when the u.k. is conceivably no longer going to be a member of the eu after 2019. tom: what is the level of panic, michael? i want to know right now. we are back on the labor day, we need to figure out next year's budget. we have to go to bonuses in february. do not kid me. they are sweating bullets at the too big to fail banks. don't tell me they are not. michael: there are different ways to sweat bullets. on the one hand, the banking industry is healthier than it has been in decades, based on the strength of their balance sheets. no one is sweating about any big failure of u.s. bank. tom: agreed. michael: on the other hand, you still have the worst revenue growth in decades. worst revenue growth in 80 years. if you are not making it on the top line, the only way to make it on the bottom line is to better control expenses, which is reduction in headcount, reduction in compensation. tom: you have done the math.
bring up the charge here. the two sets of two big to fail banks. you have jpmorgan and wells fargo. wells fargo in yellow. jpmorgan in white. down at the bottom are the laggards. bank of america, citigroup. will that ever narrow, or will this go on and on, this massive difference in performance? michael: we are much more positive now on the large banks. once again, the banking industry, the u.s. banks are more resilient than they have been in decades. they have more utility-like outcomes. tom: but the revenues are not there. they have to cut costs. right? michael: but they are making headway piece by piece. anything with outcomes like consumer staples or treasury bonds, those valuations have gone up. aren't banks still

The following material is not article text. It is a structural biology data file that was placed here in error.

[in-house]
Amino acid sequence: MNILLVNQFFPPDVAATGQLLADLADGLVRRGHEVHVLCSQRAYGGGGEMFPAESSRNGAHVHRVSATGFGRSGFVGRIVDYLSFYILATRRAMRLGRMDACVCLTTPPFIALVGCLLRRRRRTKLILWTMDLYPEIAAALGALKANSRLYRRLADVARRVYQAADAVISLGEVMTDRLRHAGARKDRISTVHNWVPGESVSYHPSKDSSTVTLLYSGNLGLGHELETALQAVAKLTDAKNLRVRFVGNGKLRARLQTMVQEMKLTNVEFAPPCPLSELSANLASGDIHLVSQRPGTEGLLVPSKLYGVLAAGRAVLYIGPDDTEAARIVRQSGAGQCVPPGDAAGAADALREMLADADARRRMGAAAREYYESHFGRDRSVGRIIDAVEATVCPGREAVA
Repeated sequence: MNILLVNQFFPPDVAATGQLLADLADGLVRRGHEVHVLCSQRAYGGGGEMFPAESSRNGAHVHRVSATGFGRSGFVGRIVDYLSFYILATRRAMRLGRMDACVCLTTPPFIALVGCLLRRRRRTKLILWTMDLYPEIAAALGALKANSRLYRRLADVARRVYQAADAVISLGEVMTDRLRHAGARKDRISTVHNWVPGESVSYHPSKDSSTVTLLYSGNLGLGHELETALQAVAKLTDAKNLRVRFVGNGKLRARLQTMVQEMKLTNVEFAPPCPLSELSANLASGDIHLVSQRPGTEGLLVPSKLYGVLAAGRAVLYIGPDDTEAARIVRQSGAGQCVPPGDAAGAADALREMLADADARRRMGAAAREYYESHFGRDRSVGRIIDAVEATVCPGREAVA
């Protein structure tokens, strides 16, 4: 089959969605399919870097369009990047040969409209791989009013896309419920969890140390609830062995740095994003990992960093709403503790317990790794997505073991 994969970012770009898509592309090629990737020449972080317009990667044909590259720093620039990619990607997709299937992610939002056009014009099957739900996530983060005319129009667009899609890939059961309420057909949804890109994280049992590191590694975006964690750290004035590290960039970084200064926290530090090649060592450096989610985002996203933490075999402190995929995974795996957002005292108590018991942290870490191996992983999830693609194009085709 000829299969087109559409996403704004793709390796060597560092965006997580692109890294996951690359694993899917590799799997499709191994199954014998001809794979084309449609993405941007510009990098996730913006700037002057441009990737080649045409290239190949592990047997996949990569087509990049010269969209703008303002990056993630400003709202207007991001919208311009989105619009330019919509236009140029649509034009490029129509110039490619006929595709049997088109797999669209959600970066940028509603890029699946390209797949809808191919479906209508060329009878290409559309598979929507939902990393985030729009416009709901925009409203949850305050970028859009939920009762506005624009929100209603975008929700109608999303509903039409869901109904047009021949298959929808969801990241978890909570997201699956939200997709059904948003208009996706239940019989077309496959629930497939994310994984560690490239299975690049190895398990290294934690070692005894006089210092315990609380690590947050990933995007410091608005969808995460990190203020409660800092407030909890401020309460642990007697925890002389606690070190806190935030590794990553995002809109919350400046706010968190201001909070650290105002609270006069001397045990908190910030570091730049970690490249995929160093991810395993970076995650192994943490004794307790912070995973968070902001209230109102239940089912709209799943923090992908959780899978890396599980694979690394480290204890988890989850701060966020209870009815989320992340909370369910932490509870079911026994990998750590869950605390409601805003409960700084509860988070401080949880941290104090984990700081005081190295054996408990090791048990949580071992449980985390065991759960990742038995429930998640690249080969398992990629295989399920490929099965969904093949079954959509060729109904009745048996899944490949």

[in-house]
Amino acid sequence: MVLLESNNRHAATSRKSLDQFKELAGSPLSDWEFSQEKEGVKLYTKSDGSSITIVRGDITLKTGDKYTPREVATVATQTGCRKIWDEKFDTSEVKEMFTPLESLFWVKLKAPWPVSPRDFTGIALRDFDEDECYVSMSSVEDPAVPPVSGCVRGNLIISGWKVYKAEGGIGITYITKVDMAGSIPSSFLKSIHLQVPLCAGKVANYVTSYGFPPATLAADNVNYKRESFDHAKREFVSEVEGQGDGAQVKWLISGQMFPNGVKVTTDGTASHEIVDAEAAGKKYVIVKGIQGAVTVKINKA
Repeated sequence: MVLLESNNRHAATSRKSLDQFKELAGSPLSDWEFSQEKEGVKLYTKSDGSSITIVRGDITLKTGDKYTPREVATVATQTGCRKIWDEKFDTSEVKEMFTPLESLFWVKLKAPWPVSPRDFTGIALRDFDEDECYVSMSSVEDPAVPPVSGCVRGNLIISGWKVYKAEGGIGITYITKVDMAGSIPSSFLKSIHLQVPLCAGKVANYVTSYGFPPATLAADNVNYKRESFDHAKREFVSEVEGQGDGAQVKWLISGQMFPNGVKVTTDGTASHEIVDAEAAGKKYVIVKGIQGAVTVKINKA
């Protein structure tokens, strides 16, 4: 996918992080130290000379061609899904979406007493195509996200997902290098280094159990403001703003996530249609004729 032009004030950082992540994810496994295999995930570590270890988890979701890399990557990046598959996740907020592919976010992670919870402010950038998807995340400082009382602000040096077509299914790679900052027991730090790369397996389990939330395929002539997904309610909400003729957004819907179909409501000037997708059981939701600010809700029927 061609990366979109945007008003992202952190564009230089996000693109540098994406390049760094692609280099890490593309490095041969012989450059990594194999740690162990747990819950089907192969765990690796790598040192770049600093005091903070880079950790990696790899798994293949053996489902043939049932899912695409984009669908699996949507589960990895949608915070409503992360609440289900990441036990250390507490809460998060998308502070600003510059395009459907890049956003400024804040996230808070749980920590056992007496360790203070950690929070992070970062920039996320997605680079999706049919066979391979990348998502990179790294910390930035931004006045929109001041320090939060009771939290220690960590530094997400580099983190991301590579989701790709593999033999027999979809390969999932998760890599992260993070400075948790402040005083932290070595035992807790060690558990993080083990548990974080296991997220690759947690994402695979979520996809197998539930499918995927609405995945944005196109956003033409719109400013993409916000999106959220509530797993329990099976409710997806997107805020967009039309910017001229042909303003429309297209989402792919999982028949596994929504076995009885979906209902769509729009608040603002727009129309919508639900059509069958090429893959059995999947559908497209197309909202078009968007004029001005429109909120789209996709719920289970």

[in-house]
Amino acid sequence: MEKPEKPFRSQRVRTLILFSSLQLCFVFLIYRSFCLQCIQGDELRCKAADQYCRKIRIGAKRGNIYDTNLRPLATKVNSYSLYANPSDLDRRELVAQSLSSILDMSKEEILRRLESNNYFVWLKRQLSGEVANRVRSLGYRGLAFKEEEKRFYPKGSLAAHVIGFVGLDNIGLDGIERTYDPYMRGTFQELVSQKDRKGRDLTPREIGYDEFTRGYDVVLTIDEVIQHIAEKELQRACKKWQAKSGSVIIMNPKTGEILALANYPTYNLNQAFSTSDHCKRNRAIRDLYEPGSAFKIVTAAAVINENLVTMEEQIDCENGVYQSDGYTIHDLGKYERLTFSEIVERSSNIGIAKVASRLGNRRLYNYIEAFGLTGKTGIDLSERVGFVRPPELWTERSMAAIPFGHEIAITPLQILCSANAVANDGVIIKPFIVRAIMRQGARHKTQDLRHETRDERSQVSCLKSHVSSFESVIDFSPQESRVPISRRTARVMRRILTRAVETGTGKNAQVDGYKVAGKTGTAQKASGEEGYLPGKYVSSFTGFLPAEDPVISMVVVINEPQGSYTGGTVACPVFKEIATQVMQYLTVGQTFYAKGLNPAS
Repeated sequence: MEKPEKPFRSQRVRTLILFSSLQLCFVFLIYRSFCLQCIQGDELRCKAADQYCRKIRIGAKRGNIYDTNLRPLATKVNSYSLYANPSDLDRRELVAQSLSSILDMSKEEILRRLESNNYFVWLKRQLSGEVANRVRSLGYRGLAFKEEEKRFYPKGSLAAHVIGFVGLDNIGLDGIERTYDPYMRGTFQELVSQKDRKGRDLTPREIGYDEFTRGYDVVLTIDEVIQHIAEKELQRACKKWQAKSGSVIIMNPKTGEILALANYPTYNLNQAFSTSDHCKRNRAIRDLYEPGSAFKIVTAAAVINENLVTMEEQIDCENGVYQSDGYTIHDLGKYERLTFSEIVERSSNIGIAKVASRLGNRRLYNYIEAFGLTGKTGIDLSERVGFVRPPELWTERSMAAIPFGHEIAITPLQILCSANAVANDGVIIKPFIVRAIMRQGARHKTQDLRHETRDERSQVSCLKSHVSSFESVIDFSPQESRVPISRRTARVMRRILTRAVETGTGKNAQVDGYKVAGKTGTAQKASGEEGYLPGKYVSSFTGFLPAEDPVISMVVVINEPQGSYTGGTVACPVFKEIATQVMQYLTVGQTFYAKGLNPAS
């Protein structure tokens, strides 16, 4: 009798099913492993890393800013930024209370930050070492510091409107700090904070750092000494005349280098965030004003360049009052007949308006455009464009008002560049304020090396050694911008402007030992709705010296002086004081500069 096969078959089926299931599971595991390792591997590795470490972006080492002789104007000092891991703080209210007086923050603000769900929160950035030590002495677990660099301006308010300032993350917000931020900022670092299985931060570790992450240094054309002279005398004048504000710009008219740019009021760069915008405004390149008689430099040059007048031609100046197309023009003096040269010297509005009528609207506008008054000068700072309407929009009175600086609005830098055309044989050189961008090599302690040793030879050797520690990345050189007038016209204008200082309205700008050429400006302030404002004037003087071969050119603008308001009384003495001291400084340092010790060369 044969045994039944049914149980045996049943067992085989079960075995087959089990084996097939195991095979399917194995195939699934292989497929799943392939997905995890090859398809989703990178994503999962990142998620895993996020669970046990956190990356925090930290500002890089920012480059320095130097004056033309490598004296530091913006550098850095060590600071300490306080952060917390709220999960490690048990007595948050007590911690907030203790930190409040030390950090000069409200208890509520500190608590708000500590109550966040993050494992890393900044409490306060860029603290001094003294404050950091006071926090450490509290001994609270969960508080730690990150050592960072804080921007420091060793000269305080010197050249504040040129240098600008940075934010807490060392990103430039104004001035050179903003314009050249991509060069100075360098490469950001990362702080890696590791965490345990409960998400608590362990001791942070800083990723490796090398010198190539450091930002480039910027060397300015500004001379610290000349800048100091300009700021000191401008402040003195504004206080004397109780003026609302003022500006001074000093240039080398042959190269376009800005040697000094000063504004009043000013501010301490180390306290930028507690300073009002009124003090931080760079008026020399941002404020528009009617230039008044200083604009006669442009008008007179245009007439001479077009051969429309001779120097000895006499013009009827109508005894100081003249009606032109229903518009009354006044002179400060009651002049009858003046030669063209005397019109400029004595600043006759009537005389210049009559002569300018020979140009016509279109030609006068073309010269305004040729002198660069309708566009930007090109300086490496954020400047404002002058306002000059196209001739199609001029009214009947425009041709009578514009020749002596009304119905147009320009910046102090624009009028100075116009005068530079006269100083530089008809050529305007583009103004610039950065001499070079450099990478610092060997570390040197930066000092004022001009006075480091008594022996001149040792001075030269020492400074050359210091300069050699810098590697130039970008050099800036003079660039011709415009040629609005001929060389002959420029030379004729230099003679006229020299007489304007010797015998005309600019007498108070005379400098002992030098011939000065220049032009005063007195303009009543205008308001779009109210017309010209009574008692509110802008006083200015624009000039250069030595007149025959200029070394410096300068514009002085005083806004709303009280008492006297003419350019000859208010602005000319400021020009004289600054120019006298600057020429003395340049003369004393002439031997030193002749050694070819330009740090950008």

♪ erik: welcome back to "bloomberg best." i am erik schatzker. let's return to one of the week's top stories. apple's introduction of the iphone 7 and series two of the apple watch. are they worth the upgrade? you decide. here at bloomberg television, we focused on the bigger picture at the world's largest company. >> where are we in the cycle? you have talked, in your commentary, about there is a gloom and doom cycle that has engulfed apple's story for a while. there is increased seasonality around the iphone. where does apple see us situated? >> i think what we saw was a solid upgrade. i think there will be a nice upgrade cycle here.
it will not be the size we saw with the iphone 6, in terms of the growth, in september 2014. we are looking for growth in the second quarter of fiscal 2017. we are looking for iphone unit growth as well in fiscal 2017. >> do people buy this time and the next time? i have been asking this all day, because i find it fascinating. this is the time to upgrade, you are going to want to buy one next year, most likely, too. brian: with technology, this is the issue we always have. we could always wait and get the better product next year. and it is the 10th anniversary, so iphone 8 will probably be a big deal. but a lot of people have cannot wait. remember, apple saw a 7% growth -- 37% growth in iphone units in 2015. if someone rushed in 2014, i think there is an upgrade cycle.
i think we are looking for 5% growth in fiscal 2017 and growth and iphone units. we are not looking at 37% like we saw in fiscal 2015. emily: will these updates be enough to reverse two consecutive quarters of decline? >> there are a lot of install space on the iphone 6 and iphone 6 plus. if they hold true, they are in line for an upgrade cycle for the next two months to seven months. it is a big upgrade. the other thing is the rolling installment plans. it is a big thing they are bringing the installment plans to china and the u.k. that is a significant move for a lot of customers in these markets, who have now seen year-over-year increases and think it might be time to join this program, and that this program makes sense. >> is it going to be enough to play out favorably when it comes to the chinese? how will the subtle redesign play out there? >> the chinese consumer likes whizbang. the iphone is not just communications tool. it is an accessory. it is a statement, of sorts, of your wealth.